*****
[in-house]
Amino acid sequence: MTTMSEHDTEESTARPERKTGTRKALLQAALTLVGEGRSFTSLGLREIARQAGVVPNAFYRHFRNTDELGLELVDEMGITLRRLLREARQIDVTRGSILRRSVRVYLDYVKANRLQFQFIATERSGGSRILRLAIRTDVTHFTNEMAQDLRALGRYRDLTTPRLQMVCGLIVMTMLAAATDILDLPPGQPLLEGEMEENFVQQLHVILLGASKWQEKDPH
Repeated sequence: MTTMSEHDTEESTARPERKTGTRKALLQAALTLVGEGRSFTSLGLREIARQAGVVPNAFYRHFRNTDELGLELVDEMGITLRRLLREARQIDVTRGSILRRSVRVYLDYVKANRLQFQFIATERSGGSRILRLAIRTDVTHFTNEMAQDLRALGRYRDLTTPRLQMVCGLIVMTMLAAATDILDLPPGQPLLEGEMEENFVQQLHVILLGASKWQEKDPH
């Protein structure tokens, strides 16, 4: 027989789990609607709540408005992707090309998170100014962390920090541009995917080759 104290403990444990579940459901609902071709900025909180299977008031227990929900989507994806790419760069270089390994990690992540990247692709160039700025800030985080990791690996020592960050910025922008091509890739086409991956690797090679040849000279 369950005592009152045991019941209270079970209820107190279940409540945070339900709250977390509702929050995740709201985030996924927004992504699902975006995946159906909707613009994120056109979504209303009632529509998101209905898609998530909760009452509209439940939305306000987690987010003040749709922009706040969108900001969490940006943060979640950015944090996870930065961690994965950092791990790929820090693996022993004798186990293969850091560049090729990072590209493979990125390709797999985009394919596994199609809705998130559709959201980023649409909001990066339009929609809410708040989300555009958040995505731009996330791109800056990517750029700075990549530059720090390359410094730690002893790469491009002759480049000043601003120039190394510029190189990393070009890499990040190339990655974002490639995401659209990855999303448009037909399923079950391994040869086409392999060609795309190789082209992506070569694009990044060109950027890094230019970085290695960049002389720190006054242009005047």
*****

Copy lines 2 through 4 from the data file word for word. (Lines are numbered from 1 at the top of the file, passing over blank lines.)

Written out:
Amino acid sequence: MTTMSEHDTEESTARPERKTGTRKALLQAALTLVGEGRSFTSLGLREIARQAGVVPNAFYRHFRNTDELGLELVDEMGITLRRLLREARQIDVTRGSILRRSVRVYLDYVKANRLQFQFIATERSGGSRILRLAIRTDVTHFTNEMAQDLRALGRYRDLTTPRLQMVCGLIVMTMLAAATDILDLPPGQPLLEGEMEENFVQQLHVILLGASKWQEKDPH
Repeated sequence: MTTMSEHDTEESTARPERKTGTRKALLQAALTLVGEGRSFTSLGLREIARQAGVVPNAFYRHFRNTDELGLELVDEMGITLRRLLREARQIDVTRGSILRRSVRVYLDYVKANRLQFQFIATERSGGSRILRLAIRTDVTHFTNEMAQDLRALGRYRDLTTPRLQMVCGLIVMTMLAAATDILDLPPGQPLLEGEMEENFVQQLHVILLGASKWQEKDPH
């Protein structure tokens, strides 16, 4: 027989789990609607709540408005992707090309998170100014962390920090541009995917080759 104290403990444990579940459901609902071709900025909180299977008031227990929900989507994806790419760069270089390994990690992540990247692709160039700025800030985080990791690996020592960050910025922008091509890739086409991956690797090679040849000279 369950005592009152045991019941209270079970209820107190279940409540945070339900709250977390509702929050995740709201985030996924927004992504699902975006995946159906909707613009994120056109979504209303009632529509998101209905898609998530909760009452509209439940939305306000987690987010003040749709922009706040969108900001969490940006943060979640950015944090996870930065961690994965950092791990790929820090693996022993004798186990293969850091560049090729990072590209493979990125390709797999985009394919596994199609809705998130559709959201980023649409909001990066339009929609809410708040989300555009958040995505731009996330791109800056990517750029700075990549530059720090390359410094730690002893790469491009002759480049000043601003120039190394510029190189990393070009890499990040190339990655974002490639995401659209990855999303448009037909399923079950391994040869086409392999060609795309190789082209992506070569694009990044060109950027890094230019970085290695960049002389720190006054242009005047």